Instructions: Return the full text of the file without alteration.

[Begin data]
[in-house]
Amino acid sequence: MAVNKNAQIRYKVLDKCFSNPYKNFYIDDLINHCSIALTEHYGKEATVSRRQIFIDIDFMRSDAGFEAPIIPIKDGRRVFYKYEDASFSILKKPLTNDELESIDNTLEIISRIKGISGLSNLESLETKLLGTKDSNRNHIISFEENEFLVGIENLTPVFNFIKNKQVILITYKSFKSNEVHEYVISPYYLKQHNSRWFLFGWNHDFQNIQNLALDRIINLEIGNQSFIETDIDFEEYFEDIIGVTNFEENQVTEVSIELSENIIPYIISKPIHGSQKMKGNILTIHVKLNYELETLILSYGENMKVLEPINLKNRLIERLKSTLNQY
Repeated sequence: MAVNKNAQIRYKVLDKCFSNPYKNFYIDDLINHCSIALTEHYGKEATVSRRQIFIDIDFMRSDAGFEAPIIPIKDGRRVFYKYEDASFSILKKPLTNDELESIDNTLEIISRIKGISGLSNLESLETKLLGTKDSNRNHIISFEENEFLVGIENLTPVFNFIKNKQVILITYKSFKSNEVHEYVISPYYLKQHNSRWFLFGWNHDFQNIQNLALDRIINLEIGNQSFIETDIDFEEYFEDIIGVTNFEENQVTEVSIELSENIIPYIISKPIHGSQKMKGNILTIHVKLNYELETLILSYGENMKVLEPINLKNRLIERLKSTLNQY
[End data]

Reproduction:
[in-house]
Amino acid sequence: MAVNKNAQIRYKVLDKCFSNPYKNFYIDDLINHCSIALTEHYGKEATVSRRQIFIDIDFMRSDAGFEAPIIPIKDGRRVFYKYEDASFSILKKPLTNDELESIDNTLEIISRIKGISGLSNLESLETKLLGTKDSNRNHIISFEENEFLVGIENLTPVFNFIKNKQVILITYKSFKSNEVHEYVISPYYLKQHNSRWFLFGWNHDFQNIQNLALDRIINLEIGNQSFIETDIDFEEYFEDIIGVTNFEENQVTEVSIELSENIIPYIISKPIHGSQKMKGNILTIHVKLNYELETLILSYGENMKVLEPINLKNRLIERLKSTLNQY
Repeated sequence: MAVNKNAQIRYKVLDKCFSNPYKNFYIDDLINHCSIALTEHYGKEATVSRRQIFIDIDFMRSDAGFEAPIIPIKDGRRVFYKYEDASFSILKKPLTNDELESIDNTLEIISRIKGISGLSNLESLETKLLGTKDSNRNHIISFEENEFLVGIENLTPVFNFIKNKQVILITYKSFKSNEVHEYVISPYYLKQHNSRWFLFGWNHDFQNIQNLALDRIINLEIGNQSFIETDIDFEEYFEDIIGVTNFEENQVTEVSIELSENIIPYIISKPIHGSQKMKGNILTIHVKLNYELETLILSYGENMKVLEPINLKNRLIERLKSTLNQY